Minneapolis Star Tribune. February 16, 2021.
Editorial: When weather attacks and the system fails
The power grid groans down south, but renewable energy isn't the reason.
The stubborn cold weather of late isn't out of character for a Minnesota winter, but it's been a major disruption, and a deadly one, for points south.
Millions are without electricity and heat when they need it most, primarily in Texas, in some cases leading people to dangerous alternatives. This happened not because power lines were down but because there wasn't enough juice to go around. Texas has shunned federal oversight of its power grid, and its now-awkwardly named Electric Reliability Council was forced to order rolling blackouts to prevent a wider collapse.
Minnesota experienced something similar in 2019, though not on as broad a scale, when shortages in some areas led Xcel Energy to ask customers elsewhere to dial down indoor temperatures to as low as 60 degrees. Then, as now, there were calls to reconsider a growing emphasis on renewable energy in favor of "reliable" sources like coal, natural gas and nuclear power.
We use the word "reliable" in air quotes not because we fail to see the distinction between always-on and not-always-on energy sources, but because natural gas is actually one of the problems in the Lone Star State. Weather "well beyond the design parameters of an extreme Texas winter" knocked gas-fired power plants offline. The plants use water, and water freezes.
At the same time, so do wind turbines, and that's been a problem this week in Texas, too — just less of one for a state where gas generates 40% of the electricity and wind 23%, according to the Reliability Council.
Add to that the nature of deregulation, and — according to one observer at the University of Houston — the Texas power grid "collapsed in exactly the same manner as the old Soviet Union. It limped along on underinvestment and neglect until it finally broke under predictable circumstances."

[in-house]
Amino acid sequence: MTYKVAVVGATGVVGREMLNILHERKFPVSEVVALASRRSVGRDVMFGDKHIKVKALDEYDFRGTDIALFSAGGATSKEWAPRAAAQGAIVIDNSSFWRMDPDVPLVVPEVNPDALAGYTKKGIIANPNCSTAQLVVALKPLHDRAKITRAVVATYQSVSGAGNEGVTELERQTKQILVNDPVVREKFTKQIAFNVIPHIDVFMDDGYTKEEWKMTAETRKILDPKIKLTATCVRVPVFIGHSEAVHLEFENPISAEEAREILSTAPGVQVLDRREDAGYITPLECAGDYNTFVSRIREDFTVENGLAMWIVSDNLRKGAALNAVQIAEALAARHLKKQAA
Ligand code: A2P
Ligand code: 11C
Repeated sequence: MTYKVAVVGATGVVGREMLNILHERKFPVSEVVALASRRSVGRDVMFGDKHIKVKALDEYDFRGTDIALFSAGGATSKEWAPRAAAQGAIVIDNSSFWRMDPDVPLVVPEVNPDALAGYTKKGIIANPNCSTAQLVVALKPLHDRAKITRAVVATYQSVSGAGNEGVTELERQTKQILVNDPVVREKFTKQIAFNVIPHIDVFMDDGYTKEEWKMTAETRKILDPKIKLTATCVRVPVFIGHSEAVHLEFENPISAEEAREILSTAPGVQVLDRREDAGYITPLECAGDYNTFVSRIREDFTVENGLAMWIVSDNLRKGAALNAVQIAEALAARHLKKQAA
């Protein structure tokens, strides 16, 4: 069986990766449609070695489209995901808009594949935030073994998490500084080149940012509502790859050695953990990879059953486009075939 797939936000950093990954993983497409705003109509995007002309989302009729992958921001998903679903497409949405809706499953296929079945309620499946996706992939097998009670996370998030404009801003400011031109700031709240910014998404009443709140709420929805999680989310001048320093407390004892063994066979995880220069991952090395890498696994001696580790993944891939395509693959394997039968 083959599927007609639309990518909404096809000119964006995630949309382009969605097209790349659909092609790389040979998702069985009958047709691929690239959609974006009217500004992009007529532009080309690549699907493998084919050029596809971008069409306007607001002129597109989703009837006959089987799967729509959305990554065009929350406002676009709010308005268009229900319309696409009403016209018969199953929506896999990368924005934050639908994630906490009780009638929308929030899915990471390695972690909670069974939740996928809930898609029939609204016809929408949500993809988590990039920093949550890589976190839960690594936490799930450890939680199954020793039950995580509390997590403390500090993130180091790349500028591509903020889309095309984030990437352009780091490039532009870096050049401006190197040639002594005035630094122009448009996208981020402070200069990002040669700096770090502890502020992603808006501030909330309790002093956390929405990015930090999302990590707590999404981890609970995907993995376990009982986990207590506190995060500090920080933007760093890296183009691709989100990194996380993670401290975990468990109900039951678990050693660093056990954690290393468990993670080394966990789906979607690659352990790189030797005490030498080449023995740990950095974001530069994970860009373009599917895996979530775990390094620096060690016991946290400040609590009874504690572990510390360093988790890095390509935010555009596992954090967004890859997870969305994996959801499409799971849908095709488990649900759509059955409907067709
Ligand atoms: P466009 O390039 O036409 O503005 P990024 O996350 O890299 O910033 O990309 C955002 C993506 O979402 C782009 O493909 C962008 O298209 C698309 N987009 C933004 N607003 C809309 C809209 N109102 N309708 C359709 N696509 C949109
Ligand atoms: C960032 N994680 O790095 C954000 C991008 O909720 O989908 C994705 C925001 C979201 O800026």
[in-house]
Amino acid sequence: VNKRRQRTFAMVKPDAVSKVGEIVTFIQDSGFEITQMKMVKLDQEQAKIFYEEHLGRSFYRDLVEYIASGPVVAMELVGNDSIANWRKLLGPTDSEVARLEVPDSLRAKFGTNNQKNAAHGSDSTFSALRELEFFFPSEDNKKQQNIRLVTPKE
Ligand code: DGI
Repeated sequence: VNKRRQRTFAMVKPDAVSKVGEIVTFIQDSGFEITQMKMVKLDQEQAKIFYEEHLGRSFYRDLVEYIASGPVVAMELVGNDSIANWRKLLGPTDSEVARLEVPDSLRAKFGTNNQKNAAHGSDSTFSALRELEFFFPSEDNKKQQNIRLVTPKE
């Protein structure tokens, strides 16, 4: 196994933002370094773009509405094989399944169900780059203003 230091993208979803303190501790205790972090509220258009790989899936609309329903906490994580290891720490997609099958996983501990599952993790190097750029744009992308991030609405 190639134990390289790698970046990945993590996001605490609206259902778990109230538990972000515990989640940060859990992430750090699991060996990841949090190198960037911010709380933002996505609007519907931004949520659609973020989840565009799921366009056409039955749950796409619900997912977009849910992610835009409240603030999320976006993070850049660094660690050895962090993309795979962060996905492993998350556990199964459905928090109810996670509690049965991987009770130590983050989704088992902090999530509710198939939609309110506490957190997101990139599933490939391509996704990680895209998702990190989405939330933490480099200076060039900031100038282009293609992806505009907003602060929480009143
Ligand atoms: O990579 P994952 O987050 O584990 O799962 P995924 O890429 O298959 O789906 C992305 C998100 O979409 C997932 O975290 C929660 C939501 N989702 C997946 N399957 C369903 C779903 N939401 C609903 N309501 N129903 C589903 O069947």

Direct lessons for Minnesota are perhaps muted, then, accustomed as we are to both extreme weather and active governance. Still, it's worth remembering that fossil fuel use leads to climate change leads to weather that exceeds expectations, and also that there's an impossible-to-ignore chasm in this state between people who'd freeze fossil fuel infrastructure in its tracks and those who are skeptical of climate change and renewable energy.
Somewhere between these extremes, there's a wide needle to thread.
St. Cloud Times. February 12, 2021.
Editorial: Mental health care picture is brightening, but progress remains far too slow
For the past 30 years, health care has been at the center of America's political discourse, dating all the way back to the 1990s when the Clinton White House made it an (unsuccessful) centerpiece of its agenda.
It's been almost as long since the introduction of the Paul Wellstone and Pete Domenici Mental Health Parity and Addiction Equity Act, which aimed to put insurance coverage for mental health care on even ground with coverage for medical care. The act, finally passed in 2008 (six years after Wellstone's death), wasn't ultimately put into effect until 2010.
For at least the past six years, police and jails in Central Minnesota have told the Times about their lack of preparation as de facto first-line mental health responders. Central Minnesota families we've talked to have agreed.
For the past year, defunding the police has been part of the mainstream conversation. When the concept is broken down without emotion and politics, it seeks to lift some responsibility for non-law enforcement tasks — like responding to mental health crises — from their shoulders.
Less than a year ago, St. Cloud police instituted a program that pairs mental health professionals with police to respond to mental health emergencies.
And soon, St. Cloud Hospital will have a space and a program for treating mental health emergencies.
All that action and discussion marks welcome progression in the fight to treat mental illness early, appropriately, without stigmatization and not as a primarily criminal issue. It's progress deserving of celebration.